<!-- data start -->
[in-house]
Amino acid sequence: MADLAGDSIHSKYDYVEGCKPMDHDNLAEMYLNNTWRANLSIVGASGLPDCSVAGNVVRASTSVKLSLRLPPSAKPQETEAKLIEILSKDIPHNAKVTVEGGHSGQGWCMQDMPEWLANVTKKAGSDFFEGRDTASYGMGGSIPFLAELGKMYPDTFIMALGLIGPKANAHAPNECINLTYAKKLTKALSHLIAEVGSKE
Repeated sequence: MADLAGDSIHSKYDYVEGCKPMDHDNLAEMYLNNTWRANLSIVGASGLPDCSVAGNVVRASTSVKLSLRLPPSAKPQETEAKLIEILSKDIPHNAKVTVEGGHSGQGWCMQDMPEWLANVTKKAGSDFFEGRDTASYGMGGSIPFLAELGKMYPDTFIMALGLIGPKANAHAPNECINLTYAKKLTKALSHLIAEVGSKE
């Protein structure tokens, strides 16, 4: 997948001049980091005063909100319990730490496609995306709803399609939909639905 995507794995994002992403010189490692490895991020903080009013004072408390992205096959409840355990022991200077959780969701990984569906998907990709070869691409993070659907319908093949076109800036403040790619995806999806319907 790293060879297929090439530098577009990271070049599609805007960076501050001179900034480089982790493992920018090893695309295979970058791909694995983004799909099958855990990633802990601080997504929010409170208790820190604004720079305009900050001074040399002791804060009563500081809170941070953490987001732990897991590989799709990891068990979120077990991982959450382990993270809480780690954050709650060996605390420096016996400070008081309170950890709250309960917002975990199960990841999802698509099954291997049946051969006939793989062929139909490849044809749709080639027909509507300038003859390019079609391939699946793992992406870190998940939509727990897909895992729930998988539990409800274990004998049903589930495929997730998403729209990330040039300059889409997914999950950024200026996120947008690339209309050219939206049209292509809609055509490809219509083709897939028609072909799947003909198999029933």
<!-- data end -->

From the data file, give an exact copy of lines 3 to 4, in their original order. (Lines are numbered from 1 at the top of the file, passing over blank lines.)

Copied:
Repeated sequence: MADLAGDSIHSKYDYVEGCKPMDHDNLAEMYLNNTWRANLSIVGASGLPDCSVAGNVVRASTSVKLSLRLPPSAKPQETEAKLIEILSKDIPHNAKVTVEGGHSGQGWCMQDMPEWLANVTKKAGSDFFEGRDTASYGMGGSIPFLAELGKMYPDTFIMALGLIGPKANAHAPNECINLTYAKKLTKALSHLIAEVGSKE
């Protein structure tokens, strides 16, 4: 997948001049980091005063909100319990730490496609995306709803399609939909639905 995507794995994002992403010189490692490895991020903080009013004072408390992205096959409840355990022991200077959780969701990984569906998907990709070869691409993070659907319908093949076109800036403040790619995806999806319907 790293060879297929090439530098577009990271070049599609805007960076501050001179900034480089982790493992920018090893695309295979970058791909694995983004799909099958855990990633802990601080997504929010409170208790820190604004720079305009900050001074040399002791804060009563500081809170941070953490987001732990897991590989799709990891068990979120077990991982959450382990993270809480780690954050709650060996605390420096016996400070008081309170950890709250309960917002975990199960990841999802698509099954291997049946051969006939793989062929139909490849044809749709080639027909509507300038003859390019079609391939699946793992992406870190998940939509727990897909895992729930998988539990409800274990004998049903589930495929997730998403729209990330040039300059889409997914999950950024200026996120947008690339209309050219939206049209292509809609055509490809219509083709897939028609072909799947003909198999029933």